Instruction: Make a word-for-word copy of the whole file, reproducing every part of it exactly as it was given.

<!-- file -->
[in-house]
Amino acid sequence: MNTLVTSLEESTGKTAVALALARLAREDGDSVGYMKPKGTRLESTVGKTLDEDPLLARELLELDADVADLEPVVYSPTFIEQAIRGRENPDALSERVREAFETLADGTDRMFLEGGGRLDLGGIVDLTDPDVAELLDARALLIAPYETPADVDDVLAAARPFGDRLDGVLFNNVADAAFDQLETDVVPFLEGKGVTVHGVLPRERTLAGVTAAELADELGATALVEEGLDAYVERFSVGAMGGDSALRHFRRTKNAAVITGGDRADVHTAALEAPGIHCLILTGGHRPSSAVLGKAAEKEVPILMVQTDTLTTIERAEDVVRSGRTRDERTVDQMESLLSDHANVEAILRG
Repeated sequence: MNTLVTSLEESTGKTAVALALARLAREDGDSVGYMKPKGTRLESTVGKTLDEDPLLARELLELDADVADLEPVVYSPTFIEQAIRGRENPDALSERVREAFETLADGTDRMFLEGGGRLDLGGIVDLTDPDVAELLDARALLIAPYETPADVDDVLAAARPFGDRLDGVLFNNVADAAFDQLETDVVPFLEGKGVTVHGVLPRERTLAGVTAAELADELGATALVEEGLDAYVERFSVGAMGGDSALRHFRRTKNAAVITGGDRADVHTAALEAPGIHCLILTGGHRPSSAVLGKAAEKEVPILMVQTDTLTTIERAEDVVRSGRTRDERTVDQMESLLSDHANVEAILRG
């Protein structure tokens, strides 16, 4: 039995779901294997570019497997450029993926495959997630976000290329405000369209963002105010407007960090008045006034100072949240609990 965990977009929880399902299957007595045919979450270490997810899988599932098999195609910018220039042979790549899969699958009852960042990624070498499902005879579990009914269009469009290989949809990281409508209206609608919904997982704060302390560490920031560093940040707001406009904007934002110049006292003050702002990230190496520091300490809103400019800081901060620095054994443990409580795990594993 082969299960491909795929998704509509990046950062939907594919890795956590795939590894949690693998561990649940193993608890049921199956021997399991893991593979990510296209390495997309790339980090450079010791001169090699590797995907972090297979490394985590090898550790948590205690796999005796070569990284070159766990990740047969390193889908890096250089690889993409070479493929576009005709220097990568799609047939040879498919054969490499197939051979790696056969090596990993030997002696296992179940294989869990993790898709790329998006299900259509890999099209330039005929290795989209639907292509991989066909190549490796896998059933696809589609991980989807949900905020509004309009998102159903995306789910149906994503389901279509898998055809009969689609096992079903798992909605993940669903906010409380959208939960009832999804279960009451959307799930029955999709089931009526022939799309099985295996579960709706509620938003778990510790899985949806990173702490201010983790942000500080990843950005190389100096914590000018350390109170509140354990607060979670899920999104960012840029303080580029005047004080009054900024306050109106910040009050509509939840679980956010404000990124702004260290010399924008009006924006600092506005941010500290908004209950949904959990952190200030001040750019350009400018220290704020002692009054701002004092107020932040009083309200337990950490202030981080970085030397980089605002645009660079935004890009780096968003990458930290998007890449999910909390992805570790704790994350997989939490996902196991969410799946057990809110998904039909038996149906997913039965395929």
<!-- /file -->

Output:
[in-house]
Amino acid sequence: MNTLVTSLEESTGKTAVALALARLAREDGDSVGYMKPKGTRLESTVGKTLDEDPLLARELLELDADVADLEPVVYSPTFIEQAIRGRENPDALSERVREAFETLADGTDRMFLEGGGRLDLGGIVDLTDPDVAELLDARALLIAPYETPADVDDVLAAARPFGDRLDGVLFNNVADAAFDQLETDVVPFLEGKGVTVHGVLPRERTLAGVTAAELADELGATALVEEGLDAYVERFSVGAMGGDSALRHFRRTKNAAVITGGDRADVHTAALEAPGIHCLILTGGHRPSSAVLGKAAEKEVPILMVQTDTLTTIERAEDVVRSGRTRDERTVDQMESLLSDHANVEAILRG
Repeated sequence: MNTLVTSLEESTGKTAVALALARLAREDGDSVGYMKPKGTRLESTVGKTLDEDPLLARELLELDADVADLEPVVYSPTFIEQAIRGRENPDALSERVREAFETLADGTDRMFLEGGGRLDLGGIVDLTDPDVAELLDARALLIAPYETPADVDDVLAAARPFGDRLDGVLFNNVADAAFDQLETDVVPFLEGKGVTVHGVLPRERTLAGVTAAELADELGATALVEEGLDAYVERFSVGAMGGDSALRHFRRTKNAAVITGGDRADVHTAALEAPGIHCLILTGGHRPSSAVLGKAAEKEVPILMVQTDTLTTIERAEDVVRSGRTRDERTVDQMESLLSDHANVEAILRG
């Protein structure tokens, strides 16, 4: 039995779901294997570019497997450029993926495959997630976000290329405000369209963002105010407007960090008045006034100072949240609990 965990977009929880399902299957007595045919979450270490997810899988599932098999195609910018220039042979790549899969699958009852960042990624070498499902005879579990009914269009469009290989949809990281409508209206609608919904997982704060302390560490920031560093940040707001406009904007934002110049006292003050702002990230190496520091300490809103400019800081901060620095054994443990409580795990594993 082969299960491909795929998704509509990046950062939907594919890795956590795939590894949690693998561990649940193993608890049921199956021997399991893991593979990510296209390495997309790339980090450079010791001169090699590797995907972090297979490394985590090898550790948590205690796999005796070569990284070159766990990740047969390193889908890096250089690889993409070479493929576009005709220097990568799609047939040879498919054969490499197939051979790696056969090596990993030997002696296992179940294989869990993790898709790329998006299900259509890999099209330039005929290795989209639907292509991989066909190549490796896998059933696809589609991980989807949900905020509004309009998102159903995306789910149906994503389901279509898998055809009969689609096992079903798992909605993940669903906010409380959208939960009832999804279960009451959307799930029955999709089931009526022939799309099985295996579960709706509620938003778990510790899985949806990173702490201010983790942000500080990843950005190389100096914590000018350390109170509140354990607060979670899920999104960012840029303080580029005047004080009054900024306050109106910040009050509509939840679980956010404000990124702004260290010399924008009006924006600092506005941010500290908004209950949904959990952190200030001040750019350009400018220290704020002692009054701002004092107020932040009083309200337990950490202030981080970085030397980089605002645009660079935004890009780096968003990458930290998007890449999910909390992805570790704790994350997989939490996902196991969410799946057990809110998904039909038996149906997913039965395929």